Book Summary

The Seven Principles for Making Marriage Work by John Gottman

12 minutes read

The Seven Principles for Making Marriage Work

Inside the Seattle Love Lab: The Truth About Happy Marriages

Happily married couples aren’t smarter, richer, or more psychologically astute than others. But in their day-to-day lives, they have hit upon a dynamic that keeps their negative thoughts and feelings about each other (which all couples have) from overwhelming their positive ones. Rather than creating a climate of disagreement and resistance, they embrace each other’s needs.

The more emotionally intelligent a couple—the better able they are to understand, honor, and respect each other and their marriage—the more likely that they will indeed live happily ever after.

An unhappy marriage can increase your chances of getting sick by roughly 35 percent and even shorten your life by an average of four to eight years.

People who are happily married live longer, healthier lives than either divorced people or those who are unhappily married.

Even happily married couples can have screaming matches—loud arguments don’t necessarily harm a marriage.

What Does Make Marriage Work?

At the heart of the Seven Principles approach is the simple truth that happy marriages are based on a deep friendship. By this I mean a mutual respect for and enjoyment of each other’s company. These couples tend to know each other intimately—they are well versed in each other’s likes, dislikes, personality quirks, hopes, and dreams. They have an abiding regard for each other and express this fondness not just in the big ways but through small gestures day in and day out.

Once your marriage gets “set” at a high degree of positivity, it will take far more negativity to harm your relationship than if your “set point” were lower. And if your relationship becomes overwhelmingly negative, it will be more difficult to repair.

In the strongest marriages, husband and wife share a deep sense of meaning. They don’t just “get along”—they also support each other’s hopes and aspirations and build a sense of purpose into their lives together.

How I Predict Divorce

The most obvious indicator that this discussion (and this marriage) is not going to go well is the way it begins. “hen a discussion leads off this way—with criticism and/or sarcasm, which is a form of contempt—it has begun with a “harsh start-up.

The research shows that if your discussion begins with a harsh start-up, it will inevitably end on a negative note, even if there are a lot of attempts to “make nice” in between.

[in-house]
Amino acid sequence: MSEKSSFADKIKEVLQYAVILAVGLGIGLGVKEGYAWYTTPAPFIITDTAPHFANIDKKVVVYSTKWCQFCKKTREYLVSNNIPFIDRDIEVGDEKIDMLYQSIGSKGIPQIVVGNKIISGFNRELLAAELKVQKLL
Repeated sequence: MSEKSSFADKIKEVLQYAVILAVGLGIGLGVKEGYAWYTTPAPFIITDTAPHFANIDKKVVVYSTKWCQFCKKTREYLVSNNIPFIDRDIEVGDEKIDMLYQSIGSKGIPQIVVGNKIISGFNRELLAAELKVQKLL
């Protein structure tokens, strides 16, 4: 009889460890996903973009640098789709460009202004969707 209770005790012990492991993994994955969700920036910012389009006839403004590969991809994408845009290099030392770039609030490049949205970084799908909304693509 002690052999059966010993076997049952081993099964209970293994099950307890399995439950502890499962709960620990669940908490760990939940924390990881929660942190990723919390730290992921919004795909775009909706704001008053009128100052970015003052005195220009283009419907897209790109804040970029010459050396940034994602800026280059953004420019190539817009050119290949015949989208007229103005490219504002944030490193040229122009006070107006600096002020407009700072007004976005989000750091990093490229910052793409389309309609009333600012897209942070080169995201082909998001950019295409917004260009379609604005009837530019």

Certain kinds of negativity, if allowed to run rampant, are so lethal to a relationship that I call them the Four Horsemen of the Apocalypse.

Horseman 1: Criticism. You will always have some complaints about the person you live with. But there’s a world of difference between complaint and criticism. A complaint focuses on a specific behavior or event. In contrast, a criticism is global and expresses negative feelings or opinions about the other’s character or personality.

Horseman 2: Contempt. The second horseman arises from a sense of superiority over one’s partner. It is a form of disrespect.

Horseman 3: Defensiveness. Defensiveness in all its guises just escalates the conflict, which is why it’s so deadly.

Horseman 4: Stonewalling. It takes time for the negativity created by the first three horsemen to become overwhelming enough that stonewalling becomes an understandable “out.”

Usually people stonewall as a protection against feeling psychologically and physically overwhelmed, a sensation we call flooding. It occurs when your spouse’s negativity is so intense and sudden that it leaves you shell-shocked. You feel so defenseless against this sniper attack that you learn to do anything to avoid a replay. The more often you feel flooded by your spouse’s criticism or contempt, the more hypervigilant you are for cues that your spouse is about to “blow” again.

When your body goes into overdrive during an argument, it is responding to a very primitive alarm system we inherited from our prehistoric ancestors. All those distressful reactions, like a pounding heart and sweating, occur because on a fundamental level your body perceives your current situation as dangerous.

Repair attempts, as I described on this page, are efforts the couple makes (“Let’s take a break,” “Wait, I need to calm down”) to de-escalate the tension during a touchy discussion—to put on the brakes so that they can prevent flooding.

Repair attempts save marriages not just because they decrease emotional tension between spouses, but because by lowering the stress level they also prevent your heart from racing and making you feel flooded. When the four horsemen rule a couple’s communication, repair attempts often don’t even get noticed. Especially when you’re feeling flooded, you’re not able to hear a verbal white flag.